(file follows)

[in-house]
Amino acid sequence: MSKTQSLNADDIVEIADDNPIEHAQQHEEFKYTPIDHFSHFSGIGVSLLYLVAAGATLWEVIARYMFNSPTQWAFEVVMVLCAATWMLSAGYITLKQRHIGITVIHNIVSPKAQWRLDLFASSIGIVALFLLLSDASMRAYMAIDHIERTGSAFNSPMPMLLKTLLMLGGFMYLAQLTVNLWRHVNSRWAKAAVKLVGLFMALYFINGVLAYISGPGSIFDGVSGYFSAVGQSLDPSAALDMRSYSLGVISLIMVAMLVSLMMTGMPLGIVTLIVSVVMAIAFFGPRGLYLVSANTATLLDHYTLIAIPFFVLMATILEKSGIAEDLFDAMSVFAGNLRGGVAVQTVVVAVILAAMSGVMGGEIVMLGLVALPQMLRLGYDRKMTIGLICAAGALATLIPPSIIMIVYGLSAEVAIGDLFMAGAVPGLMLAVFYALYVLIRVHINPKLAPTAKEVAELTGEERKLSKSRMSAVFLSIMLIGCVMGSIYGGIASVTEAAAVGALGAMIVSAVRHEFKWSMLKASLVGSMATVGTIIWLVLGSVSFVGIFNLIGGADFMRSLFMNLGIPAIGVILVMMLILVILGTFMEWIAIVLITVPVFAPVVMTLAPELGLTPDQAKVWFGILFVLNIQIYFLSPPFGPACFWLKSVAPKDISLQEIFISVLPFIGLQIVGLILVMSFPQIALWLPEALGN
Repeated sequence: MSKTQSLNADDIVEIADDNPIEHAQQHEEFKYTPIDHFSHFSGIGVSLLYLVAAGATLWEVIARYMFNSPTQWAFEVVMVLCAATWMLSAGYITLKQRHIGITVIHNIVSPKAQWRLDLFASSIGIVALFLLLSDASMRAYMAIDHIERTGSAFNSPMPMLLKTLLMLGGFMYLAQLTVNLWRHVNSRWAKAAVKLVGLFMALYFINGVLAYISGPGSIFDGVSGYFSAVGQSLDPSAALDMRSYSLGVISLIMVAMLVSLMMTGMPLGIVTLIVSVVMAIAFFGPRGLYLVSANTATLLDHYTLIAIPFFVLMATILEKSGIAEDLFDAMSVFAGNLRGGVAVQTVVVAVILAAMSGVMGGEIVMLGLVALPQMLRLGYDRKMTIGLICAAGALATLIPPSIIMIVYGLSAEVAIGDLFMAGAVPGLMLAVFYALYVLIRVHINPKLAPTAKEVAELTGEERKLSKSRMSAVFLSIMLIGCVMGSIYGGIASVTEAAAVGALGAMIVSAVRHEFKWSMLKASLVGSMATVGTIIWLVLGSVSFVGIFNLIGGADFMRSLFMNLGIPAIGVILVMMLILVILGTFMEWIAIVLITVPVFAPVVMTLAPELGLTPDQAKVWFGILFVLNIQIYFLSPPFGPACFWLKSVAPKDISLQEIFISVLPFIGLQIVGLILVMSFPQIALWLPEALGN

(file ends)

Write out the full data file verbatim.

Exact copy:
[in-house]
Amino acid sequence: MSKTQSLNADDIVEIADDNPIEHAQQHEEFKYTPIDHFSHFSGIGVSLLYLVAAGATLWEVIARYMFNSPTQWAFEVVMVLCAATWMLSAGYITLKQRHIGITVIHNIVSPKAQWRLDLFASSIGIVALFLLLSDASMRAYMAIDHIERTGSAFNSPMPMLLKTLLMLGGFMYLAQLTVNLWRHVNSRWAKAAVKLVGLFMALYFINGVLAYISGPGSIFDGVSGYFSAVGQSLDPSAALDMRSYSLGVISLIMVAMLVSLMMTGMPLGIVTLIVSVVMAIAFFGPRGLYLVSANTATLLDHYTLIAIPFFVLMATILEKSGIAEDLFDAMSVFAGNLRGGVAVQTVVVAVILAAMSGVMGGEIVMLGLVALPQMLRLGYDRKMTIGLICAAGALATLIPPSIIMIVYGLSAEVAIGDLFMAGAVPGLMLAVFYALYVLIRVHINPKLAPTAKEVAELTGEERKLSKSRMSAVFLSIMLIGCVMGSIYGGIASVTEAAAVGALGAMIVSAVRHEFKWSMLKASLVGSMATVGTIIWLVLGSVSFVGIFNLIGGADFMRSLFMNLGIPAIGVILVMMLILVILGTFMEWIAIVLITVPVFAPVVMTLAPELGLTPDQAKVWFGILFVLNIQIYFLSPPFGPACFWLKSVAPKDISLQEIFISVLPFIGLQIVGLILVMSFPQIALWLPEALGN
Repeated sequence: MSKTQSLNADDIVEIADDNPIEHAQQHEEFKYTPIDHFSHFSGIGVSLLYLVAAGATLWEVIARYMFNSPTQWAFEVVMVLCAATWMLSAGYITLKQRHIGITVIHNIVSPKAQWRLDLFASSIGIVALFLLLSDASMRAYMAIDHIERTGSAFNSPMPMLLKTLLMLGGFMYLAQLTVNLWRHVNSRWAKAAVKLVGLFMALYFINGVLAYISGPGSIFDGVSGYFSAVGQSLDPSAALDMRSYSLGVISLIMVAMLVSLMMTGMPLGIVTLIVSVVMAIAFFGPRGLYLVSANTATLLDHYTLIAIPFFVLMATILEKSGIAEDLFDAMSVFAGNLRGGVAVQTVVVAVILAAMSGVMGGEIVMLGLVALPQMLRLGYDRKMTIGLICAAGALATLIPPSIIMIVYGLSAEVAIGDLFMAGAVPGLMLAVFYALYVLIRVHINPKLAPTAKEVAELTGEERKLSKSRMSAVFLSIMLIGCVMGSIYGGIASVTEAAAVGALGAMIVSAVRHEFKWSMLKASLVGSMATVGTIIWLVLGSVSFVGIFNLIGGADFMRSLFMNLGIPAIGVILVMMLILVILGTFMEWIAIVLITVPVFAPVVMTLAPELGLTPDQAKVWFGILFVLNIQIYFLSPPFGPACFWLKSVAPKDISLQEIFISVLPFIGLQIVGLILVMSFPQIALWLPEALGN